After a few weeks of enjoying BC’s lush forests and bountiful ocean I was gifted the opportunity to explore some of the province’s interior – and found myself driving fourteen hours inland to Calgary, Alberta. A city 1.2 million strong, known for its oil and beef production, at about 1,042 meters above sea level, it is not a place one would expect to run across a decent Japanese restaurant, but I was determined to track one down. Ke Charocal presented itself to me. Found in the Beltline district, this family owned restaurant attempts to bring a little taste of authentic Japanese cuisine to Calgary. Located in a converted art house, the space has an expansive two floors of dining, including sushi bar seating and rooftop patio. The outside, specifically the faded “Ke” logo, font choice for “Charcoal Grill and Sushi,” and yakitori poster did not match the sleek, modern rustic interior. Had I not looked this place up ahead of time, I probably wouldn’t have walked in off the street.
I wandered in for late lunch on a Wednesday, and found this to be their slow period. The server was prompt and sweet, seating us at the sushi bar and explaining the menu layout. As a general rule, if I walk into a restaurant with an open kitchen that is where I will sit in order to get a better idea of kitchen layout, cleanliness, and cooking methods, to form a more well-rounded opinion about the food. The menu had offerings from sushi to yakitori, teppan and stone grill. We ordered a little bit of everything, beginning with lobster miso soup, yellowtail and ahi carpaccio, and grilled broccolini. The miso was a favorite, arriving with large chunks of lobster meat, alongside the traditional tofu and wakame. They also included the shell, which gave the broth a further depth of flavor.
The carpaccio came dressed with green onion, kaiware, wonton chips, sesame oil, and tamari. I was pleasantly surprised with fish quality, proficiency and thickness of the cuts, but unfortunately the “chips” threw me way off. They didn’t end up being wontons, but rather strips of multi-colored tortilla chips which quickly became soggy. I picked them all out.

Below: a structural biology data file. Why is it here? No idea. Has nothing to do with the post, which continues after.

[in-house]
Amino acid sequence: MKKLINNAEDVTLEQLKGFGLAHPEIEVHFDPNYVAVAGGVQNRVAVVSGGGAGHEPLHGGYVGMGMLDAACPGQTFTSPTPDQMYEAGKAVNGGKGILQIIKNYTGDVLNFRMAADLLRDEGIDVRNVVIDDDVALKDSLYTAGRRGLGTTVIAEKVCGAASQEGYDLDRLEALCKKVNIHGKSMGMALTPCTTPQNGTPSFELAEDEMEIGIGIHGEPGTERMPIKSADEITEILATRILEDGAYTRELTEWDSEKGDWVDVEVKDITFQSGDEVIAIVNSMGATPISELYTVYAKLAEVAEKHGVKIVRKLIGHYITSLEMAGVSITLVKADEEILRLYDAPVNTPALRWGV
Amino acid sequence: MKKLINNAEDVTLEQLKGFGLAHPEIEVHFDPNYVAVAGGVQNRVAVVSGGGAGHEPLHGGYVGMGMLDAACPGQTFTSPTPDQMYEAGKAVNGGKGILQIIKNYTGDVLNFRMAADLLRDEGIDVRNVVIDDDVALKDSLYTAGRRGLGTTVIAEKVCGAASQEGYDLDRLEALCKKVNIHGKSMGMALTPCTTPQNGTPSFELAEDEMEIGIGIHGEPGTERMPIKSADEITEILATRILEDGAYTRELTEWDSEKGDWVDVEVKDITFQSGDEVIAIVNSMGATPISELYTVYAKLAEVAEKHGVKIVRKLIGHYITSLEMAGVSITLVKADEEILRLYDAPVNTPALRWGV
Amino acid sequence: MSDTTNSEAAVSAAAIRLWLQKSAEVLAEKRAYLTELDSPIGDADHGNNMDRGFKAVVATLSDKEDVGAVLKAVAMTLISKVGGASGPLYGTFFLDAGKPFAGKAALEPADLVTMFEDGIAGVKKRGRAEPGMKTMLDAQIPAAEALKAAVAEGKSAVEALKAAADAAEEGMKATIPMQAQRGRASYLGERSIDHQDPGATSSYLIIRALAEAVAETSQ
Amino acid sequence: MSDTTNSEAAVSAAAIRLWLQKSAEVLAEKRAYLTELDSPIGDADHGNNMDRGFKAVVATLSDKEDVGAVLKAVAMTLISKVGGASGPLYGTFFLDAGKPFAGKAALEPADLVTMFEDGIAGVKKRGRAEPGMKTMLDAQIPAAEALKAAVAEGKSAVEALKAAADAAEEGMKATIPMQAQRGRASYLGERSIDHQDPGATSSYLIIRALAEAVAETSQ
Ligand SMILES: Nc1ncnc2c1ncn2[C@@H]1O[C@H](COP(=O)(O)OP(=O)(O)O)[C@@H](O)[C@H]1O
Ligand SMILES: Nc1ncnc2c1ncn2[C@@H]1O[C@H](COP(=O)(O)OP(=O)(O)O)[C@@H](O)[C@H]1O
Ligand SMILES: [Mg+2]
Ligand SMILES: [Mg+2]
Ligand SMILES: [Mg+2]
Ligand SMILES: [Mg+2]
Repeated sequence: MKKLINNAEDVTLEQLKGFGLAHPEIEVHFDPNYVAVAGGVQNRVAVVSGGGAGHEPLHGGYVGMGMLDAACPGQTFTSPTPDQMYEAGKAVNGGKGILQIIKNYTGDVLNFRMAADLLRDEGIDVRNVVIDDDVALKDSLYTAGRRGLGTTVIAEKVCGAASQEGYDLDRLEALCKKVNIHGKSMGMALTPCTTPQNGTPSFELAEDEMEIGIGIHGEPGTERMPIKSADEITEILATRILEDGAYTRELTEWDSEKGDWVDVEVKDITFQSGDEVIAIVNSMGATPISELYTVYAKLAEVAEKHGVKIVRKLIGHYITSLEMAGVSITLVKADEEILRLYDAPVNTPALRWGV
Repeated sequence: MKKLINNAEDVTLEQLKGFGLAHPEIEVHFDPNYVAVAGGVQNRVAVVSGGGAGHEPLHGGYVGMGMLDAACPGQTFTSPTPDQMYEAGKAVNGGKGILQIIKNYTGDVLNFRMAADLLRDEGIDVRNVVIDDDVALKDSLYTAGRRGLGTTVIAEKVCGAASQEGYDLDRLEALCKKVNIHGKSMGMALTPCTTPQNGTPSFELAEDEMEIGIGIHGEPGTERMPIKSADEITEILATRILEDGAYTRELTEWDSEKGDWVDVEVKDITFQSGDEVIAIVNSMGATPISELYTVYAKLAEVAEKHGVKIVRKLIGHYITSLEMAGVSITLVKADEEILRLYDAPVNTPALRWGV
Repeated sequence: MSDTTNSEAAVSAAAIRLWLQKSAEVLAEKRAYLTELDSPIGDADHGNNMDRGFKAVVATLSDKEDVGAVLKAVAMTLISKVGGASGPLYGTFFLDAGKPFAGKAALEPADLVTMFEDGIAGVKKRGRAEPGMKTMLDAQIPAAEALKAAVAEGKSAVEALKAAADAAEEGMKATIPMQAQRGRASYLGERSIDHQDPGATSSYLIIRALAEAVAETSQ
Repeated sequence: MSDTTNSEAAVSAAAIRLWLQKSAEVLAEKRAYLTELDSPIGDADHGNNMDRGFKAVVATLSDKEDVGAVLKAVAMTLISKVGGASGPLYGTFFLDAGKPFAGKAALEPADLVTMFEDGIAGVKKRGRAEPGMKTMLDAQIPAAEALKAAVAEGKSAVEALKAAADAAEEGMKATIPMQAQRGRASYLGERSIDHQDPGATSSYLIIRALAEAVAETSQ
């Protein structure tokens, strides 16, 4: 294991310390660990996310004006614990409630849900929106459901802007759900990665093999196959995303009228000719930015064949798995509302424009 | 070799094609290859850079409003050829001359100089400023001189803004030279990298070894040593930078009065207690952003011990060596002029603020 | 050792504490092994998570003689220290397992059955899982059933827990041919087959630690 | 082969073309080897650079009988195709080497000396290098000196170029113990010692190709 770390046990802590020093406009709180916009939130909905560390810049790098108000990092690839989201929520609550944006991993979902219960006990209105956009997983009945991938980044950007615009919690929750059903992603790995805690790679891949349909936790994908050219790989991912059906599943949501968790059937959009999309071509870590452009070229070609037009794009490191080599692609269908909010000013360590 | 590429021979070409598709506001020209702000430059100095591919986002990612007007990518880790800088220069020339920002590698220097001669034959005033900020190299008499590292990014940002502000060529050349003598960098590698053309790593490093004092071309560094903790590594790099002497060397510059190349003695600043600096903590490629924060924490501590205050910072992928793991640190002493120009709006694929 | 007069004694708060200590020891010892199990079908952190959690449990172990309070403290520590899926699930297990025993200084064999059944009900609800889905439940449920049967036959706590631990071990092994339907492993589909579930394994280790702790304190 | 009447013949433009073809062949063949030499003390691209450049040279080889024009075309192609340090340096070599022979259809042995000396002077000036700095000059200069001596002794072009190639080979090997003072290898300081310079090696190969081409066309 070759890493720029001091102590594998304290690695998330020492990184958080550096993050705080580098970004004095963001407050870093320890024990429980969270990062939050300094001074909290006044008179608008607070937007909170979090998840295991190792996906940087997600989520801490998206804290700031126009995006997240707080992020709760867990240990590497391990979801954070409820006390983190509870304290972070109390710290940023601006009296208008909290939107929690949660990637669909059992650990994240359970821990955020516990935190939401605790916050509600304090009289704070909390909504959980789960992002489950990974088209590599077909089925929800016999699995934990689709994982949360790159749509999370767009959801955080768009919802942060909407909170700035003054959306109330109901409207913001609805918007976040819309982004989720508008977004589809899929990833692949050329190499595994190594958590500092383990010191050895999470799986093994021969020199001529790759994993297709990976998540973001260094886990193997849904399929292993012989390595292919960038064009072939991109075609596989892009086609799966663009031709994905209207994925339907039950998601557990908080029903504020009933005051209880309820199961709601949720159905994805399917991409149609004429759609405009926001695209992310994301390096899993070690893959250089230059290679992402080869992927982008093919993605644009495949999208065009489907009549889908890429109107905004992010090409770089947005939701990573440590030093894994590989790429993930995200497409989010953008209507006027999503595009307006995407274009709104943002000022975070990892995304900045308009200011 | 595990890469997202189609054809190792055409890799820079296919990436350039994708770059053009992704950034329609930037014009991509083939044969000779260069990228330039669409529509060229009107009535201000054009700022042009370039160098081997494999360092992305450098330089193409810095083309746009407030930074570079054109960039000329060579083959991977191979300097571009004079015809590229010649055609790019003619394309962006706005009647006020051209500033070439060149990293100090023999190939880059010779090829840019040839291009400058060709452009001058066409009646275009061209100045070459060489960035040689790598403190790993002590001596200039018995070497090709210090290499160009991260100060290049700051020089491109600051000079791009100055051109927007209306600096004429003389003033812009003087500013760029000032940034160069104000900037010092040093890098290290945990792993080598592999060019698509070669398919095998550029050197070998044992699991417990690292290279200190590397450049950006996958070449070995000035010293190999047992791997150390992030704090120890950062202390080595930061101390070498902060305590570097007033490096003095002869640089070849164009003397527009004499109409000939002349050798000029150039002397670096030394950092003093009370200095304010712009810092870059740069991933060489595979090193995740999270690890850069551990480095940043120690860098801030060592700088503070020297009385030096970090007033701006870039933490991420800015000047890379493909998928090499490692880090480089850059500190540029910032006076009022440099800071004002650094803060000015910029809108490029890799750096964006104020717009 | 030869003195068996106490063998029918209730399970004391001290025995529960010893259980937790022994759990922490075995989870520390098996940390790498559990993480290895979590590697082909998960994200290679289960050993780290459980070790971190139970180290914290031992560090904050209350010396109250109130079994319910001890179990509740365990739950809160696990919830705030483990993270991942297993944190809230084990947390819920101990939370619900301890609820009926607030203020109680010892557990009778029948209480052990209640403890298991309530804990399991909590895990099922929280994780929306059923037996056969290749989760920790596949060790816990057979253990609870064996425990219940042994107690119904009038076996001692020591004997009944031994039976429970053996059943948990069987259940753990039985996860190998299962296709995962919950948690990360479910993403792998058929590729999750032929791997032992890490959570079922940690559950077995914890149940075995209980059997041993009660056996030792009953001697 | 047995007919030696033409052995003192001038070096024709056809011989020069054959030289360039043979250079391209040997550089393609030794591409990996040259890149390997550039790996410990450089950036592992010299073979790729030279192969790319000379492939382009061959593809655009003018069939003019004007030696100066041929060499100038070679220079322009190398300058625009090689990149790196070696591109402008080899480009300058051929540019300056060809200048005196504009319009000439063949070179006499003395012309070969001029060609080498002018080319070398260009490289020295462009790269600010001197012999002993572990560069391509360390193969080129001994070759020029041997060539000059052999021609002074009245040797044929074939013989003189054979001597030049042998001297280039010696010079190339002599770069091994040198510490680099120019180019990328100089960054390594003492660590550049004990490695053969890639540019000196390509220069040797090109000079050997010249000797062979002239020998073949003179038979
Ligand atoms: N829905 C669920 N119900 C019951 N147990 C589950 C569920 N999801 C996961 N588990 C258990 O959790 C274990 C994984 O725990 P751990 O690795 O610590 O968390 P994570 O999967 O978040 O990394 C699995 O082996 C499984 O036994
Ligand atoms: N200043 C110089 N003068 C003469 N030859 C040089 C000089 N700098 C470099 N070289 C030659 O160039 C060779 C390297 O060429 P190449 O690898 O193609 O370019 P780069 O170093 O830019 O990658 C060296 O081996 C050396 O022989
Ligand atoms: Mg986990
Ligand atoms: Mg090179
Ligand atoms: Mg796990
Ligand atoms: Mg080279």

The broccolini, while not a seafood offering, deserves a shout-out due to its ample portion, balanced seasoning, and flawless cooking. My culinary companion is a veggie fiend, so this was a particular delight in between bites of fish. Our second round came with wild salmon oshi sushi, lobster sushi, and teppan scallop. Of these the lobster sushi came out on top. Done gunkan maki style, the lobster had a beautifully herbaceous flavor with a lingering peppery after taste. It was unclear to me exactly what they did to achieve this. Only downside was the loose nigiri ball.
For those who don’t know, oshi sushi is “box sushi.” It is pressed into rectangular mold and usually comes without seaweed. Unfortunately I would not order Ke Charcoal’s iteration again. Even topped with jalapeno miso sauce there was little impressive flavor. The salmon was also lightly seared which is usually something I don’t mind, but in this case resulted in an odd texture to a usually velvety fish. Finishing it off the teppan scallops were pleasant, lightly breaded, set atop seaweed salad, drizzled with aioli and a squeeze of lemon. While an easy to eat dish, there was nothing out of this world about it. All in all, Ke Charcoal gave a solid showing for an inland restaurant with seafood focus; though I would say their traditional cooking methods wavered in authentic Japanese flavor. Still, it was an experience I would definitely suggest to others passing through Calgary. There’s a little bit of everything for all palates, attentive staff, and impressive atmosphere. Our waitress told us that weekends book up quickly, and it is wise to make a reservation. An extra little surprise at the end of the meal came in the form of a box of Pocky with the check instead of a mint, nice touch.